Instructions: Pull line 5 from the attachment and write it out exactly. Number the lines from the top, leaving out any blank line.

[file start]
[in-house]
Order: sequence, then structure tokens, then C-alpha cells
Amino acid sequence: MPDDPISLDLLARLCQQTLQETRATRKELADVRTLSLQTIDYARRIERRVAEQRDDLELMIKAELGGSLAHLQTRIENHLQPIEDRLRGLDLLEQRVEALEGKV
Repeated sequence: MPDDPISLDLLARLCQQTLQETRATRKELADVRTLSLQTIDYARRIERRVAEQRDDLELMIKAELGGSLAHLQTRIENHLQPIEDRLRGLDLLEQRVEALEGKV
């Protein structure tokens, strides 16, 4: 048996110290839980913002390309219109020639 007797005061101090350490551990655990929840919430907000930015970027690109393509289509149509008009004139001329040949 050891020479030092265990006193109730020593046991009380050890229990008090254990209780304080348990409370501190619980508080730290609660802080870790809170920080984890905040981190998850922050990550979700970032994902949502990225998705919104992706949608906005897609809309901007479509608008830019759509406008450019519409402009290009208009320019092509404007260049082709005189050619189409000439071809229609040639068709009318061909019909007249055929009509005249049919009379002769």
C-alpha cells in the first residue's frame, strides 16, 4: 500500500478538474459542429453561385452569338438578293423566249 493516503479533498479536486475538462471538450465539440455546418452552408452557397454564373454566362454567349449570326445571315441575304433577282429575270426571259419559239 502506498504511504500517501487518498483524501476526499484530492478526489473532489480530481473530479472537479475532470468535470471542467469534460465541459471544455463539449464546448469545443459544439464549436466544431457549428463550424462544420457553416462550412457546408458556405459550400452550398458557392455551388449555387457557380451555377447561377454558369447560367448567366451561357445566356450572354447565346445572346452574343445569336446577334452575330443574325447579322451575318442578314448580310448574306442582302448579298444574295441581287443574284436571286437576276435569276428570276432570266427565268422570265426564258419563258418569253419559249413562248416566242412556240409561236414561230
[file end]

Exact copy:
């Protein structure tokens, strides 16, 4: 048996110290839980913002390309219109020639 007797005061101090350490551990655990929840919430907000930015970027690109393509289509149509008009004139001329040949 050891020479030092265990006193109730020593046991009380050890229990008090254990209780304080348990409370501190619980508080730290609660802080870790809170920080984890905040981190998850922050990550979700970032994902949502990225998705919104992706949608906005897609809309901007479509608008830019759509406008450019519409402009290009208009320019092509404007260049082709005189050619189409000439071809229609040639068709009318061909019909007249055929009509005249049919009379002769």